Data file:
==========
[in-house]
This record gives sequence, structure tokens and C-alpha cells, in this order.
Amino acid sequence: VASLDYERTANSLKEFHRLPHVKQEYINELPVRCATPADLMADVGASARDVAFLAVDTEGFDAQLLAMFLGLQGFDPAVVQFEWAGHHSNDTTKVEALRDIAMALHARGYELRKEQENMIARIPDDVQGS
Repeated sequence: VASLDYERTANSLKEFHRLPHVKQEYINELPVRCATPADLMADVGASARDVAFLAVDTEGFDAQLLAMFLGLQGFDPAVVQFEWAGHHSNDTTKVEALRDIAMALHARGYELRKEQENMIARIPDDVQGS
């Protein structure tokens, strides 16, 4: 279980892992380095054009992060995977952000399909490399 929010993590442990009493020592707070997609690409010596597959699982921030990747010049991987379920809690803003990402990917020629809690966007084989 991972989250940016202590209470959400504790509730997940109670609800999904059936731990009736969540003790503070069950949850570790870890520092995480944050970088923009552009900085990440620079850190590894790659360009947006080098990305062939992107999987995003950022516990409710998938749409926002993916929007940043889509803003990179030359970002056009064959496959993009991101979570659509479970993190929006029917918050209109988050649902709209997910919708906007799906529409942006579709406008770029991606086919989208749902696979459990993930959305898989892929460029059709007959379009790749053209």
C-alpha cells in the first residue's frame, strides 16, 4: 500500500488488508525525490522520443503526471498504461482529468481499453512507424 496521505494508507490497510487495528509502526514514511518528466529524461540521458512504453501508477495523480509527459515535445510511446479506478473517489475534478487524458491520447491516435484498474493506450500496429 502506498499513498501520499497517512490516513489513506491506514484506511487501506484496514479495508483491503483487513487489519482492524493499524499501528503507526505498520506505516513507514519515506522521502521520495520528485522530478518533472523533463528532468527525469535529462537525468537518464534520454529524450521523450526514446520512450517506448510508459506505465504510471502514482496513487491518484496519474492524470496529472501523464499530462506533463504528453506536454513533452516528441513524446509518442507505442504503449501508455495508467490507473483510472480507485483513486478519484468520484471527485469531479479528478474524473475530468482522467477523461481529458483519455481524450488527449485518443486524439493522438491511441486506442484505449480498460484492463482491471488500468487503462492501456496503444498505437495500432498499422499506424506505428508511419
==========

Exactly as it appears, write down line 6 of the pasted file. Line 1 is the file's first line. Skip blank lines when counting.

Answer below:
C-alpha cells in the first residue's frame, strides 16, 4: 500500500488488508525525490522520443503526471498504461482529468481499453512507424 496521505494508507490497510487495528509502526514514511518528466529524461540521458512504453501508477495523480509527459515535445510511446479506478473517489475534478487524458491520447491516435484498474493506450500496429 502506498499513498501520499497517512490516513489513506491506514484506511487501506484496514479495508483491503483487513487489519482492524493499524499501528503507526505498520506505516513507514519515506522521502521520495520528485522530478518533472523533463528532468527525469535529462537525468537518464534520454529524450521523450526514446520512450517506448510508459506505465504510471502514482496513487491518484496519474492524470496529472501523464499530462506533463504528453506536454513533452516528441513524446509518442507505442504503449501508455495508467490507473483510472480507485483513486478519484468520484471527485469531479479528478474524473475530468482522467477523461481529458483519455481524450488527449485518443486524439493522438491511441486506442484505449480498460484492463482491471488500468487503462492501456496503444498505437495500432498499422499506424506505428508511419